The songwriter finds inspiration and hits a career high with a new tour, acclaimed album, memoir, podcast and CBD lines
“Margo is genuine, in her writing and her voice.
She sings honestly and we all love that.” – Willie Nelson
The lava lamp projections on the walls of the high-ceilinged East Nashville room lend an exploding plastic inevitable vibe to the album release party for Margo Price’s brilliant new release Strays. Inside the Riverside Revival Nashville, a place seemingly designed for weddings, the 2018 Best New Artist Grammy nom plops down behind a drum kit wearing what could best be described as a red peek-a-boo skater’s costume with strings of beads dangling off the lower portion. She says they learned this next song for an indie movie, then blasts through Elvis Costello’s no holds barred “Pump It Up.” It’s exhilarating.
After COVID derailed Price’s European tour on the brink of 2020’s That’s How Rumors Get Started, she went into creative overdrive. If she couldn’t tour, she would create, seek new platforms, find other inspirations. She wrote – and published – her acclaimed memoir “Maybe We’ll Make It.” She started a podcast “Runaway Horses” for Sonos and released two separate cannabis lines – Mom Grass in collaboration with Dad Grass and herbal mints from Nature’s Grace and Wellness with a family- owned farm from her home state of Illinois.
She quit drinking, kept writing songs that scraped down to the bones, played shows with Willie Nelson and Chris Stapleton.
If the live velocity slowed, Price had come too far to pause. As manager Amy Schmalz of Monotone says, “The successful campaign for [Rumors] is really down to Margo’s hard work and Loma Vista’s innovation in promoting the album. … As a performer, an artist and a writer, she is constantly pushing herself creatively.”
Price and her husband/frequent collaborator Jeremy Ivey even took hallucinogenic mushrooms during a getaway to South Carolina. That trip – literally and psilocybinically – led to many of Strays’ songs.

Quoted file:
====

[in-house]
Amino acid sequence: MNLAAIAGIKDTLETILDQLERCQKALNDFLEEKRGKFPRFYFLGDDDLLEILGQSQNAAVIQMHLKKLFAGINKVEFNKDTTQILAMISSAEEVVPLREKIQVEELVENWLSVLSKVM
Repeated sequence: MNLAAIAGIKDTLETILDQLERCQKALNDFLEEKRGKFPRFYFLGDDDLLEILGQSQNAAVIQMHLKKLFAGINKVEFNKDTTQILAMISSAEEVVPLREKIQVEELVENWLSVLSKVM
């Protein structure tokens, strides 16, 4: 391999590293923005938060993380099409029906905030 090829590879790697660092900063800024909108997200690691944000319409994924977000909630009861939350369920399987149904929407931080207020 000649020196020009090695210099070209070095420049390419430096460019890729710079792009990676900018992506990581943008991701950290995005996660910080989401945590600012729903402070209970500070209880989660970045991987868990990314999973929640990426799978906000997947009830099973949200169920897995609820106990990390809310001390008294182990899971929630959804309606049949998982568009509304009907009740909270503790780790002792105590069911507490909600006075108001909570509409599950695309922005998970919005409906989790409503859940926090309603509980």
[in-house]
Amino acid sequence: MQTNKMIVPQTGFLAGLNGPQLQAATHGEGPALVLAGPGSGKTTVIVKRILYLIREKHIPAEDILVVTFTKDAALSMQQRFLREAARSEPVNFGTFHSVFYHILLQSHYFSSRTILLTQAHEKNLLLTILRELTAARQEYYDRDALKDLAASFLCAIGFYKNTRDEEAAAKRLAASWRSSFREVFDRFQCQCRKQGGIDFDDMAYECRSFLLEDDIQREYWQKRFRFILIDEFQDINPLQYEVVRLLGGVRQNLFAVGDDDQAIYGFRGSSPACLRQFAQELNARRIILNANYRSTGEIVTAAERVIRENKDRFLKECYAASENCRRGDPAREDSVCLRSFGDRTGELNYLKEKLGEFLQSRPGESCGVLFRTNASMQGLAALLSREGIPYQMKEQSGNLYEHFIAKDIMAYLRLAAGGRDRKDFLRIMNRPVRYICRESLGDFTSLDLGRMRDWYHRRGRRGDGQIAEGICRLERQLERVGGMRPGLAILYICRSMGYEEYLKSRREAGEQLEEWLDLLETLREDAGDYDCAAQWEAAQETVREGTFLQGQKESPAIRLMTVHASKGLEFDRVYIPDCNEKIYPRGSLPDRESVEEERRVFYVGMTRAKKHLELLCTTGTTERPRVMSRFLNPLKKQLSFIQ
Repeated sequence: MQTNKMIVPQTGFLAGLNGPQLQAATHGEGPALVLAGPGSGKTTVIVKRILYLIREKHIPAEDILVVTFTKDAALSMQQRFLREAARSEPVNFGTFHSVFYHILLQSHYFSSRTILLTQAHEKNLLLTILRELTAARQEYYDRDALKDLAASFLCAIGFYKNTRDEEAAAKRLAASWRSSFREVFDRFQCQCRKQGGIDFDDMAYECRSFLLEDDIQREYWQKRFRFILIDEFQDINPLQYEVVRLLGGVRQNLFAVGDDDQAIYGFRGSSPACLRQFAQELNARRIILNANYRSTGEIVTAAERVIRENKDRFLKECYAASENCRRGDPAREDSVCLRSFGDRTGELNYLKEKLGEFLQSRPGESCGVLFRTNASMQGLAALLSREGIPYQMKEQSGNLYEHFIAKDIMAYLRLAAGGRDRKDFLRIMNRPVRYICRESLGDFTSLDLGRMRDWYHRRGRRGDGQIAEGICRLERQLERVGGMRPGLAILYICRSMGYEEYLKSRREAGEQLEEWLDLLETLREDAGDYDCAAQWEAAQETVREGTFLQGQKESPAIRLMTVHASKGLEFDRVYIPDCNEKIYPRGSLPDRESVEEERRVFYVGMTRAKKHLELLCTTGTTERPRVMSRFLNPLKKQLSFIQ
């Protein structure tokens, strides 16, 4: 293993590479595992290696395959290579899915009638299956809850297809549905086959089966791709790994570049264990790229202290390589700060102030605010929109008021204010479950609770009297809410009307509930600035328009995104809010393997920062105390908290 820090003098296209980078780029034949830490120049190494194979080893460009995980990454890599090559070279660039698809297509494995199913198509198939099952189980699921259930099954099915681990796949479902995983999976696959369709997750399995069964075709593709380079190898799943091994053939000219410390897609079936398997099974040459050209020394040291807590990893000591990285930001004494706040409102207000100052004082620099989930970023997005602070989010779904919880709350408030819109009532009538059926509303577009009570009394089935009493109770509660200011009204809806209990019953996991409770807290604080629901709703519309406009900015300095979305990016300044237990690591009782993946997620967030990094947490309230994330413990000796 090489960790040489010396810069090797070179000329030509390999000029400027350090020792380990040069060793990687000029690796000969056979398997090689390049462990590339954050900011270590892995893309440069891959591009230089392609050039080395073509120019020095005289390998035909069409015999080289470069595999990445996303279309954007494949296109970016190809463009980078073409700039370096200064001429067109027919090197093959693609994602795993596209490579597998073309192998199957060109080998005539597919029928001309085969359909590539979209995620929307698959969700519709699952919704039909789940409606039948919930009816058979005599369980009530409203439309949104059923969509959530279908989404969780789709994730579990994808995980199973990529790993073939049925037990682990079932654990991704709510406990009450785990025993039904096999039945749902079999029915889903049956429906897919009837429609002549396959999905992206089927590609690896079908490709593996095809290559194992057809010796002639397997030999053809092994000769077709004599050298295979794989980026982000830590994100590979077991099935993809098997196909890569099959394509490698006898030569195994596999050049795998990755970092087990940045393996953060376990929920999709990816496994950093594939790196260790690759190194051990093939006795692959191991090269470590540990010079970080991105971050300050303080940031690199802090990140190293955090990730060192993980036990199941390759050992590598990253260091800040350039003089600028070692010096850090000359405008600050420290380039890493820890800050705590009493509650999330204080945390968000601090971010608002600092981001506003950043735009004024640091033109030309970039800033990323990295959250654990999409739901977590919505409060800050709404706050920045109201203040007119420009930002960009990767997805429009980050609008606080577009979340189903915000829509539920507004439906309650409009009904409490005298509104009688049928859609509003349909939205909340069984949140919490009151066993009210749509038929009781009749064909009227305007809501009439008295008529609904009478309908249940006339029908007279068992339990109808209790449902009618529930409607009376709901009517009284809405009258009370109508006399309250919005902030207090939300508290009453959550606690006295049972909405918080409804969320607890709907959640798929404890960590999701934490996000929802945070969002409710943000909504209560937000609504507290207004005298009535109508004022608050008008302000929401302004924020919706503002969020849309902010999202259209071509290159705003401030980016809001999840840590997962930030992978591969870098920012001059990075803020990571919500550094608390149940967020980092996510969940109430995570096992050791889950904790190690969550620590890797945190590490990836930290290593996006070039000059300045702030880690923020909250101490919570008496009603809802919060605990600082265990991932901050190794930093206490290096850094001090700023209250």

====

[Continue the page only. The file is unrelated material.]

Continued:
Watching the euphoria onstage on the eve of Strays, the cosmic production values, the dive into the crowd where she sings to the attendees, even the armful of long-stemmed roses she tosses to the fans and friends in attendance, it’s a triumph that transcends record release. For Price, who enlisted Jonathan Wilson (Father John Misty, Dawes, Erykah Badu among others) to produce Strays at his Fivestar Studios in Topanga Canyon during what she’s calling the band’s “Hot Vax Summer,” the project marks a broadening of her Americana/country roots. With collaborators who include Sharon Van Etten, Mike Campbell and Lucius, the record is closer to Neil Young’s realm of rock, canyon country, atmospherics and crunch with a little power pop when necessary (“Time Machine”); stark truths and desires cloaked in vulnerability, the music matches those emotions.
“The live show has been a big part of my evolution,” she explains the next afternoon, readying for an in-store at Grimey’s New & Pre-Loved Music, of these new musical turns. “We’ve been trying to put on a really dynamic show. We introduced the second drum kit in 2017, because I love playing the drums. (The Band’s) Levon Helm really inspired me to pick it up, jump around and not have to be anchored. I’ve been working on the light show for a long time, but I think it’s very effective for this show, especially. It means I’ll make less money, but art or money, right?”
Price pauses, recognizing the restlessness that drives her to always push is a blessing and a curse. She knows the risks, and understands for true artists, there’s no choice. You can, however, slowly expose the fans. “We’ve been playing some of the songs out on the road for a while,” she says.